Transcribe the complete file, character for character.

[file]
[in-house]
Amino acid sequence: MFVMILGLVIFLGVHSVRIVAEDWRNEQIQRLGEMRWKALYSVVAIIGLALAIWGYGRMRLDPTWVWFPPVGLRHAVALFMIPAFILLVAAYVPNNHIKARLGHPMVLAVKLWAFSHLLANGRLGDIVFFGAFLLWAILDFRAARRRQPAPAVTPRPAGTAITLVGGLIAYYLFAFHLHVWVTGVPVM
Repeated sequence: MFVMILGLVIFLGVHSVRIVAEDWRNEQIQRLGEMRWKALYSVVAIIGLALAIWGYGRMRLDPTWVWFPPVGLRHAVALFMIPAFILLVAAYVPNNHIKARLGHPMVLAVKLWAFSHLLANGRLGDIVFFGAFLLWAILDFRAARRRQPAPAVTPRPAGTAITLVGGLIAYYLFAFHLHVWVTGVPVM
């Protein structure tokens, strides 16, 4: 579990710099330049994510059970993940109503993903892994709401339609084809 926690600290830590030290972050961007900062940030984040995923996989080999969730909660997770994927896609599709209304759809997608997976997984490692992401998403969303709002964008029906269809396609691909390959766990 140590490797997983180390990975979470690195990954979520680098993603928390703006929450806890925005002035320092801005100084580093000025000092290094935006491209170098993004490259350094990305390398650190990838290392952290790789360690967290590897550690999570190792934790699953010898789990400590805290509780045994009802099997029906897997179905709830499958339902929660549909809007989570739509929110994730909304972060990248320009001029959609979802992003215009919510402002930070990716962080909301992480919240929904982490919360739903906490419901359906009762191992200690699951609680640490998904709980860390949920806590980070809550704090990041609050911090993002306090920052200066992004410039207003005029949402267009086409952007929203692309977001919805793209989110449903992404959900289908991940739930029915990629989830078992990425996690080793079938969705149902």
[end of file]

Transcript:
[in-house]
Amino acid sequence: MFVMILGLVIFLGVHSVRIVAEDWRNEQIQRLGEMRWKALYSVVAIIGLALAIWGYGRMRLDPTWVWFPPVGLRHAVALFMIPAFILLVAAYVPNNHIKARLGHPMVLAVKLWAFSHLLANGRLGDIVFFGAFLLWAILDFRAARRRQPAPAVTPRPAGTAITLVGGLIAYYLFAFHLHVWVTGVPVM
Repeated sequence: MFVMILGLVIFLGVHSVRIVAEDWRNEQIQRLGEMRWKALYSVVAIIGLALAIWGYGRMRLDPTWVWFPPVGLRHAVALFMIPAFILLVAAYVPNNHIKARLGHPMVLAVKLWAFSHLLANGRLGDIVFFGAFLLWAILDFRAARRRQPAPAVTPRPAGTAITLVGGLIAYYLFAFHLHVWVTGVPVM
């Protein structure tokens, strides 16, 4: 579990710099330049994510059970993940109503993903892994709401339609084809 926690600290830590030290972050961007900062940030984040995923996989080999969730909660997770994927896609599709209304759809997608997976997984490692992401998403969303709002964008029906269809396609691909390959766990 140590490797997983180390990975979470690195990954979520680098993603928390703006929450806890925005002035320092801005100084580093000025000092290094935006491209170098993004490259350094990305390398650190990838290392952290790789360690967290590897550690999570190792934790699953010898789990400590805290509780045994009802099997029906897997179905709830499958339902929660549909809007989570739509929110994730909304972060990248320009001029959609979802992003215009919510402002930070990716962080909301992480919240929904982490919360739903906490419901359906009762191992200690699951609680640490998904709980860390949920806590980070809550704090990041609050911090993002306090920052200066992004410039207003005029949402267009086409952007929203692309977001919805793209989110449903992404959900289908991940739930029915990629989830078992990425996690080793079938969705149902």